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Project Information

Title: Effects of EVOS on the Abundance and Distribution of Humpback Whales in PWS

Project Year and Number: 1992: MM01

Other Fiscal Years and Numbers for this Project: 1990: MM01, 1989: MM01

Principal Investigator (PI): Marilyn Dahlheim, NOAA

Assisting Personnel: Olga Von Ziegesar-Matkin

Research Location: Prince William Sound

Restoration Category: Damage Assessment

Injured Resources Addressed: Not Specified

Abstract: During 1989 and 1990, photographs of individual humpback whales occurring in Prince William Sound and Southeast Alaska were collected from May to September to assess the impact of the Exxon Valdez oil spill on humpback whale life history and ecology. In Prince William Sound, 547 days were spent traversing approximately 20,000 nautical miles in search of whales or while photographing whales. In Southeast Alaska, 230 days were spent conducting field research during the 1989 season to determine if Prince William Sound humpback whales were relocating to other areas.

In 1989, photographic analysis of Prince William Sound humpbacks revealed 59 identifiable whales in 119 encounters. In Southeast Alaska, 516 whales were identified in 1989, based on 2t448 encounters. During the 1990 season, photographic analysis of Prince William Sound humpbacks revealed 66 identifiable whales in 201 encounters. The total count represents the largest number of individual humpback whales ever photographed in Prince William Sound. A decline in the number of Prince William Sound humpback whales was not identified.

The distribution of humpback whales in Prince William Sound during the 1989 season was compared to their distribution in 1988. In 1988, more humpback whales used Lower Knight Island Passage area. The effect of increased vessel and aircraft traffic may be responsible for the whale distribution pattern observed in 1989. The distribution of whales in Prince William Sound during the 1990 season was compared to previous data. No apparent shift in distribution was noted in 1990. No observations were made of humpback whales swimming through oil. Despite considerable effort, Prince William Sound humpback whales were not observed during concurrent photographic studies in Southeast Alaska.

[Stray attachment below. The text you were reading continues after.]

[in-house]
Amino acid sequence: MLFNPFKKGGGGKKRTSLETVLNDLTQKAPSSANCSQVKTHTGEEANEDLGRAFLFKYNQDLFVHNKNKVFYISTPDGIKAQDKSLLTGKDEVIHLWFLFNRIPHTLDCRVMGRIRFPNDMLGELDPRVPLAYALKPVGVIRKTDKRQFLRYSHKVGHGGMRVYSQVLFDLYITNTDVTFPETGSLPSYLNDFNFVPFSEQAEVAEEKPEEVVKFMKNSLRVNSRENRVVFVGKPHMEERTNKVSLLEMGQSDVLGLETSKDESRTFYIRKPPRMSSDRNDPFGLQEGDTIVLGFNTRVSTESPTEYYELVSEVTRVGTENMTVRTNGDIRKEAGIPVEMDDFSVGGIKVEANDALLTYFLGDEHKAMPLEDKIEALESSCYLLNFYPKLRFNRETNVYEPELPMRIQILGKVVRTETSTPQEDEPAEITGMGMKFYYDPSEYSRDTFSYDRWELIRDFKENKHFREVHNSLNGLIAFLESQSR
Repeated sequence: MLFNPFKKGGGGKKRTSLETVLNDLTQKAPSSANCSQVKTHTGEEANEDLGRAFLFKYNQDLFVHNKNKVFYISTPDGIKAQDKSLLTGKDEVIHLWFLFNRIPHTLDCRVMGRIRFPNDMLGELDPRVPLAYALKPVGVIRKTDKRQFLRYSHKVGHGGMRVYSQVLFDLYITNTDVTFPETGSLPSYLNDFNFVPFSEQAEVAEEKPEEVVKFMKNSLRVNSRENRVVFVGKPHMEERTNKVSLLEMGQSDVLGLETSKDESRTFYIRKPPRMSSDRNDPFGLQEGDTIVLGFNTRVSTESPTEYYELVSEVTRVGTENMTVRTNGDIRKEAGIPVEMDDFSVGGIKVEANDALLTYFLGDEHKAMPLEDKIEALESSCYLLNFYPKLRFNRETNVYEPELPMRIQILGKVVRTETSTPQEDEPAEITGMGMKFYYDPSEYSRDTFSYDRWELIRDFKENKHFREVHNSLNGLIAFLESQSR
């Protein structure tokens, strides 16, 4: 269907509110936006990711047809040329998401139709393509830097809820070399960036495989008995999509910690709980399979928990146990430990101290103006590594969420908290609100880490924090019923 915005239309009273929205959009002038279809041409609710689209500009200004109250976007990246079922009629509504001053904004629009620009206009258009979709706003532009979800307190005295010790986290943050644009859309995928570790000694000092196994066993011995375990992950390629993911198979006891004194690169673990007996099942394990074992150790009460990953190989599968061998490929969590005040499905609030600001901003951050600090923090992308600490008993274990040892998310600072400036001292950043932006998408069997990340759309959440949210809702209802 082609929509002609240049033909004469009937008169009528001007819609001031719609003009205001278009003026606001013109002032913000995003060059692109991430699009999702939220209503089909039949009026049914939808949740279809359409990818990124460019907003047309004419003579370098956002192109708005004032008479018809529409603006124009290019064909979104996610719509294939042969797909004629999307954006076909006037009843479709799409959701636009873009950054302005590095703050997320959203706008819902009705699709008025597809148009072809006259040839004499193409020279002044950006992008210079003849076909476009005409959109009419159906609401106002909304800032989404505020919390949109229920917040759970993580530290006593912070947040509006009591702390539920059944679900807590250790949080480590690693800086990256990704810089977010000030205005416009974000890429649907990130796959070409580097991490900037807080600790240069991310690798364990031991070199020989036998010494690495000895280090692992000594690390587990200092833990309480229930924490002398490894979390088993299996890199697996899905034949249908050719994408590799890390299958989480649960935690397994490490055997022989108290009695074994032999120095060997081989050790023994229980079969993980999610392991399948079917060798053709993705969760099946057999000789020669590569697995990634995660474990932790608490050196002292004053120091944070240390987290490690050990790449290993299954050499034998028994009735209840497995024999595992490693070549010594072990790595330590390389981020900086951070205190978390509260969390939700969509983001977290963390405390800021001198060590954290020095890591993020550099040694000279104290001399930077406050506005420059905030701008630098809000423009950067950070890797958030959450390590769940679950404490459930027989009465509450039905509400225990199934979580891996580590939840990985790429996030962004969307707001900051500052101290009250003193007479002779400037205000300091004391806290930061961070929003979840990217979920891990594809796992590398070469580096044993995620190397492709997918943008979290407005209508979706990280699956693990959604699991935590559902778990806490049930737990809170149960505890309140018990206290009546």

Synthesis of these data and the review of available scientific literature will allow the preparation of a final report which provides an interpretation of the results. This information may be useful to help manage the recovery of the North Pacific's endangered humpback whale population. Accordingly preparation of a final report is warranted.


Keywords

Geographic Regions Gulf of Alaska
Prince William Sound
Species Marine Mammals - Cetaceans (whales, dolphin, porpoises)
Fields of Expertise Ecology

Proposal: View PDF (17 KB)

Funding Recommendations: View

Funding Detail For: 1992

Quarterly Project Tasks For: 1992

Annual Report: 1992: Not Applicable

Final Report: View

Publications from this Project: None Available

More information may be available for this project under other years:

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Project Number Proposal Annual Reports Final Report Data
1990: MM01 Not Available 1990: Not Applicable
See Project MM01 See Project MM01
1989: MM01 Not Available 1989: Not Applicable
See Project MM01 See Project MM01